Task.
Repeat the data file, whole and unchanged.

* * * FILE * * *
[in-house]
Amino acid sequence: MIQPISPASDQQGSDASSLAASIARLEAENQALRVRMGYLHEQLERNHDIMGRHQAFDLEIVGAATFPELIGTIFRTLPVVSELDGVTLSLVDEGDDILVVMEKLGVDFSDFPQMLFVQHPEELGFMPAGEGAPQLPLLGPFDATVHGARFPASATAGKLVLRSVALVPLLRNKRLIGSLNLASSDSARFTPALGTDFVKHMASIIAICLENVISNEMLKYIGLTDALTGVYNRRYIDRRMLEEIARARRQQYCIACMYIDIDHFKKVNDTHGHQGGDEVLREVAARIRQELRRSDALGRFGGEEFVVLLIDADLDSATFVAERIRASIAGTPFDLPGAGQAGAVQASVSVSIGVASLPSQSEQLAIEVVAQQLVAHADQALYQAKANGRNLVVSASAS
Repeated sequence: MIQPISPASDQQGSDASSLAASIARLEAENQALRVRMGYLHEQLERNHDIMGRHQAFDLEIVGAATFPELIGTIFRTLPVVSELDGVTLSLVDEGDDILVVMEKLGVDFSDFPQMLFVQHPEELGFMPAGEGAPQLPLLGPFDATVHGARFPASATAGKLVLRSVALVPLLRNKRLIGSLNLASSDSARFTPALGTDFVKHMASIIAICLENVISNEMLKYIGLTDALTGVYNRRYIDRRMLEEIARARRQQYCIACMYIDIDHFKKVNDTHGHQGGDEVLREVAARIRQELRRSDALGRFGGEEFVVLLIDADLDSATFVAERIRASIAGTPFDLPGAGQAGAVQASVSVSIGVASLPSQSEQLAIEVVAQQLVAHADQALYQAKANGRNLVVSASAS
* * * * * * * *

[in-house]
Amino acid sequence: MIQPISPASDQQGSDASSLAASIARLEAENQALRVRMGYLHEQLERNHDIMGRHQAFDLEIVGAATFPELIGTIFRTLPVVSELDGVTLSLVDEGDDILVVMEKLGVDFSDFPQMLFVQHPEELGFMPAGEGAPQLPLLGPFDATVHGARFPASATAGKLVLRSVALVPLLRNKRLIGSLNLASSDSARFTPALGTDFVKHMASIIAICLENVISNEMLKYIGLTDALTGVYNRRYIDRRMLEEIARARRQQYCIACMYIDIDHFKKVNDTHGHQGGDEVLREVAARIRQELRRSDALGRFGGEEFVVLLIDADLDSATFVAERIRASIAGTPFDLPGAGQAGAVQASVSVSIGVASLPSQSEQLAIEVVAQQLVAHADQALYQAKANGRNLVVSASAS
Repeated sequence: MIQPISPASDQQGSDASSLAASIARLEAENQALRVRMGYLHEQLERNHDIMGRHQAFDLEIVGAATFPELIGTIFRTLPVVSELDGVTLSLVDEGDDILVVMEKLGVDFSDFPQMLFVQHPEELGFMPAGEGAPQLPLLGPFDATVHGARFPASATAGKLVLRSVALVPLLRNKRLIGSLNLASSDSARFTPALGTDFVKHMASIIAICLENVISNEMLKYIGLTDALTGVYNRRYIDRRMLEEIARARRQQYCIACMYIDIDHFKKVNDTHGHQGGDEVLREVAARIRQELRRSDALGRFGGEEFVVLLIDADLDSATFVAERIRASIAGTPFDLPGAGQAGAVQASVSVSIGVASLPSQSEQLAIEVVAQQLVAHADQALYQAKANGRNLVVSASAS